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> Back to Self-Care Excerpts List

Self-Care Excerpt from Don't Weight

The Tea Ritual

I know eastern cultures have had tea rituals for centuries. When I think of human nature and the components of a tea ritual, I think all people can benefit from the aroma, relaxation, and structure of the tea ritual. I was not the one to bring this great idea into my life. Oh, I drank tea. But, that is not the same as a tea ritual. My clients were the ones to instruct me in the true value of this activity. When one client had an idea to drink tea to relax, I told other clients about it. As other clients used this idea, each one added another way that they could benefit from drinking, preparing, and serving tea. Eventually a ritual evolved. I encourage you to try this idea and develop your own individual ritual that meets your specific needs. But, first there is some background information you will find useful.

I must start with some information about the human brain. Our olfactory center, the part of the brain that processes our sense of smell, is very deep in the brain. This was one of the first parts to develop in the evolution of the human brain. Therefore our sense of smell is our most basic sense. Smells and aromas profoundly affect us. Our emotions and our moods are affected by what we smell. We can use this fact when we seek ways to meet our emotional needs.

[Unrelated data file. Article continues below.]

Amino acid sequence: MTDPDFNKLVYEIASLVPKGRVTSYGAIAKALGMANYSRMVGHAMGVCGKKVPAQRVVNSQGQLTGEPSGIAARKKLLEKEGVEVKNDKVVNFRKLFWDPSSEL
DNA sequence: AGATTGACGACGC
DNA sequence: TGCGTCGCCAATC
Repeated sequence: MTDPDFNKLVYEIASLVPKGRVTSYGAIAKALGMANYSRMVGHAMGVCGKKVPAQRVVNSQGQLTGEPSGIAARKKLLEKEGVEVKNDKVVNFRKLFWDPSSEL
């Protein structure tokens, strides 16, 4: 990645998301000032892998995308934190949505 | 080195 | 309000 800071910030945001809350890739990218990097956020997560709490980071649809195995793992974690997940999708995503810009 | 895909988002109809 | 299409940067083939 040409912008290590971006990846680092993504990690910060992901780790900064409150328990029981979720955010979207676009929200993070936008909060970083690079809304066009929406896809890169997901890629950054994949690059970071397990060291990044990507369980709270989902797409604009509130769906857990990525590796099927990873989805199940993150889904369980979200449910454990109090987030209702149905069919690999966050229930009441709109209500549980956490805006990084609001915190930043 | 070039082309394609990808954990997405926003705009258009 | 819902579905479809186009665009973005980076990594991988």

Next, I want to comment on breathing. Deep breathing relaxes and reduces stress. We all know it. We just don't do it enough. Try it right now. Lift your ribcage so you have room to breathe. Look up from this book. Slowly inhale through your nose as you feel the cool air fill your lungs. Slowly exhale through your mouth and hear your sigh of relaxation. Anytime you participate in an activity that encourages deep slow breathing, you are encouraging relaxation. This is worth remembering since relaxation and stress reduction are primary human needs.

The last concept that I want to mention is the effect that habits have on our emotions. People are creatures of habit. When we do something the first time we must think about it quite a lot. After we have done an activity many times, we get in a habit and we do not have to think as much about our actions. Our emotions are also involved. Habitual actions, or rituals, tend to evoke the same habitual emotional response time after time. We get used to doing an action and feeling the corresponding emotion. It is all part of the habit. Some habits trigger anxiety and tension. Some habits trigger comfort and familiarity.

It takes just as long to form a constructive habit
as it does to form a destructive habit.

We can choose to foster habits that improve our lives.

Part of the process of building a healthy lifestyle
is to gradually add constructive habits that
are comfortable and self-perpetuating.

How can we use human reactions to aroma, the relaxation of deep breathing, and the comfort/familiarity of habits to meet our emotional needs? My answer is the "Tea Ritual". I will not tell you what the ritual should be. Instead I will ask you a series of questions that will assist you in developing your own ritual.